Let me guess, Maria, you are in the other pseudo-discipline; Middle Eastern Studies? If not, your reading comprehension, reasoning skills and charming way of expressing the depth of your astounding knowledge make you just the right candidate. After that crank Said, it's become academia's sump tank for the post-modern, post-colonial post-academia, and a degree in that might qualify you for a great job in the postal services. Come back when we can understand what you're trying to say and when you can do that with a modicum of courtesy.

Maria Elena - 12/9/2009

Let me start by saying that I had a good time reading the comments to this article, they are so full of self-importance and pseudo knowledge of history in general and Arab and Muslim culture and history in particular. It's ok, though let's blame it on the (almost)1000 years of brainwashing since the first crusade. I am not going to give a free pass though to the childish comparison between European countries with a large Muslim populations and the Middle Eastern countries that do not allow building of churches or sinagogues. How can a person who considers itself knowledgeable in world affairs and educated defend the Swiss referendum by pointing the finger to...wait for it... Saudi Arabia!! " Saudi Arabia does it!! Why can't Switzerland do it, it's their country!" Following this twisted logic it's how US got to violate the Geneva convention by torturing alleged terrorists because, hey they are mean ones, they blow themselves up, so they deserve being tortured. (hehehee GENEVA convention, get it, they actually had some HUMAN RIGHTS credibility these Swiss people).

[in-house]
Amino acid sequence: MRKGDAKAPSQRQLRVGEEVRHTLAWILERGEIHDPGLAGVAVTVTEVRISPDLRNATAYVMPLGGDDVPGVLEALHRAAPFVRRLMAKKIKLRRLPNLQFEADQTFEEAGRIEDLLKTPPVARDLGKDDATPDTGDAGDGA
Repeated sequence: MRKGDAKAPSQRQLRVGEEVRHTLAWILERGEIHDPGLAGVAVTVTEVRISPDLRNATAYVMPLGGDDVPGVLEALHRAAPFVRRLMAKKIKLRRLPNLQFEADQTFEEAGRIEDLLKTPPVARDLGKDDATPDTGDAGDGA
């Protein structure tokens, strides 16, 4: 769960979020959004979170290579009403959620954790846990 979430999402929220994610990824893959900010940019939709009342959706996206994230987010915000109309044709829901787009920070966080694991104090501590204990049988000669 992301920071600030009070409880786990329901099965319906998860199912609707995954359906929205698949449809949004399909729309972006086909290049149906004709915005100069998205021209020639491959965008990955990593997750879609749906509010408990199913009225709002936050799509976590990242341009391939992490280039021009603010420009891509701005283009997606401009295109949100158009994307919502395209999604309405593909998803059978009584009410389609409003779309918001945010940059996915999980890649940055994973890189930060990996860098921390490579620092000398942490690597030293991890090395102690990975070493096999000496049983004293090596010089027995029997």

Also, for the people who questioned the benefits to Western civilization of Arabs' culture and achievements in math, literature, philosphy, architecture etc, by dismissing it as just being acquired from persians and greeks (nobody mentions persians and greeks owe a lot to Babylonians, Asyrians, Egyptians etc), I have a couple of words for you... ALGEBRA AND ALGORITHM.( please research, please point out that Arabs did not invented algebra, but "acquired" it from India and then please realize that it was due to the arabic treatises that Europeans use arab numerals). And, if not for Arabs, Greek works that we consider being the foundation of the Western Civilization would have been lost because the Christian Church destroyed most of it. Too PAGAN you see. (for those who have a problem with that read Greek Thought, Arab Culture: The Graeco-Arabic Translation Movement in Baghdad and Early 'Abbasid Society (2nd-4th/8th-10th centuries)- written by a Greek!!)